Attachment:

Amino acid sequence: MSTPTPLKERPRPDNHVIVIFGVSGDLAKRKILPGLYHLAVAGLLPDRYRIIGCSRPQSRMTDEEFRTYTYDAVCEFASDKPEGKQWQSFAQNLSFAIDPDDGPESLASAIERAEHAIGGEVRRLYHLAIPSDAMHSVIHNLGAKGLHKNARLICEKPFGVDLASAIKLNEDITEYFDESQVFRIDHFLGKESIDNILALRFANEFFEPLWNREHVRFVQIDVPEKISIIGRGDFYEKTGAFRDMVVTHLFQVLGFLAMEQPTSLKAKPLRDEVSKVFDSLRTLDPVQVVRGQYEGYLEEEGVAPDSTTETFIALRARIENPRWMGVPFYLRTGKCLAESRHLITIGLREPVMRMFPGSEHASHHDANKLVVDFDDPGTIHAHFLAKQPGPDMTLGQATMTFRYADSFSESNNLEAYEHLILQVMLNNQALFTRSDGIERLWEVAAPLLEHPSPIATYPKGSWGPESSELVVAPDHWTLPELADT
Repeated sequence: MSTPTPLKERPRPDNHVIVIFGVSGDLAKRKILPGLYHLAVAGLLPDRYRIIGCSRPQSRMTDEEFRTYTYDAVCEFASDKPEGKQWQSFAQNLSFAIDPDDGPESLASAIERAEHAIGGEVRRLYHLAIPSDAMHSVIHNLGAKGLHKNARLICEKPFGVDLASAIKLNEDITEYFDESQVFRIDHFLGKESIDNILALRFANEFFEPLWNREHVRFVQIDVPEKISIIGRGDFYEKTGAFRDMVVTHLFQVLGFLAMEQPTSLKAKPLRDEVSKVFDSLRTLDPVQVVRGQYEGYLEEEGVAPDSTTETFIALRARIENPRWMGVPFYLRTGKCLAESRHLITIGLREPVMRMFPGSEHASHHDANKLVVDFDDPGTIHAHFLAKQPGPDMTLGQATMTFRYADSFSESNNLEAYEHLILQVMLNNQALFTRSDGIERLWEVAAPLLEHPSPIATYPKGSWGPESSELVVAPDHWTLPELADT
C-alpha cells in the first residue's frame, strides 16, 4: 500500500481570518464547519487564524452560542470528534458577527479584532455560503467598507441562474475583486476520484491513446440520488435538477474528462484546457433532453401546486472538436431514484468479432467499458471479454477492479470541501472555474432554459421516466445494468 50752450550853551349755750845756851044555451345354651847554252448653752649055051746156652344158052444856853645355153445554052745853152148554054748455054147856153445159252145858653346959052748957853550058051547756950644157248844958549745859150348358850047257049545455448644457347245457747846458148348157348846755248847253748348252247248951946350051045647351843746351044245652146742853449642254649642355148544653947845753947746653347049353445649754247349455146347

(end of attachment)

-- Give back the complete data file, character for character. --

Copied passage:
Amino acid sequence: MSTPTPLKERPRPDNHVIVIFGVSGDLAKRKILPGLYHLAVAGLLPDRYRIIGCSRPQSRMTDEEFRTYTYDAVCEFASDKPEGKQWQSFAQNLSFAIDPDDGPESLASAIERAEHAIGGEVRRLYHLAIPSDAMHSVIHNLGAKGLHKNARLICEKPFGVDLASAIKLNEDITEYFDESQVFRIDHFLGKESIDNILALRFANEFFEPLWNREHVRFVQIDVPEKISIIGRGDFYEKTGAFRDMVVTHLFQVLGFLAMEQPTSLKAKPLRDEVSKVFDSLRTLDPVQVVRGQYEGYLEEEGVAPDSTTETFIALRARIENPRWMGVPFYLRTGKCLAESRHLITIGLREPVMRMFPGSEHASHHDANKLVVDFDDPGTIHAHFLAKQPGPDMTLGQATMTFRYADSFSESNNLEAYEHLILQVMLNNQALFTRSDGIERLWEVAAPLLEHPSPIATYPKGSWGPESSELVVAPDHWTLPELADT
Repeated sequence: MSTPTPLKERPRPDNHVIVIFGVSGDLAKRKILPGLYHLAVAGLLPDRYRIIGCSRPQSRMTDEEFRTYTYDAVCEFASDKPEGKQWQSFAQNLSFAIDPDDGPESLASAIERAEHAIGGEVRRLYHLAIPSDAMHSVIHNLGAKGLHKNARLICEKPFGVDLASAIKLNEDITEYFDESQVFRIDHFLGKESIDNILALRFANEFFEPLWNREHVRFVQIDVPEKISIIGRGDFYEKTGAFRDMVVTHLFQVLGFLAMEQPTSLKAKPLRDEVSKVFDSLRTLDPVQVVRGQYEGYLEEEGVAPDSTTETFIALRARIENPRWMGVPFYLRTGKCLAESRHLITIGLREPVMRMFPGSEHASHHDANKLVVDFDDPGTIHAHFLAKQPGPDMTLGQATMTFRYADSFSESNNLEAYEHLILQVMLNNQALFTRSDGIERLWEVAAPLLEHPSPIATYPKGSWGPESSELVVAPDHWTLPELADT
C-alpha cells in the first residue's frame, strides 16, 4: 500500500481570518464547519487564524452560542470528534458577527479584532455560503467598507441562474475583486476520484491513446440520488435538477474528462484546457433532453401546486472538436431514484468479432467499458471479454477492479470541501472555474432554459421516466445494468 50752450550853551349755750845756851044555451345354651847554252448653752649055051746156652344158052444856853645355153445554052745853152148554054748455054147856153445159252145858653346959052748957853550058051547756950644157248844958549745859150348358850047257049545455448644457347245457747846458148348157348846755248847253748348252247248951946350051045647351843746351044245652146742853449642254649642355148544653947845753947746653347049353445649754247349455146347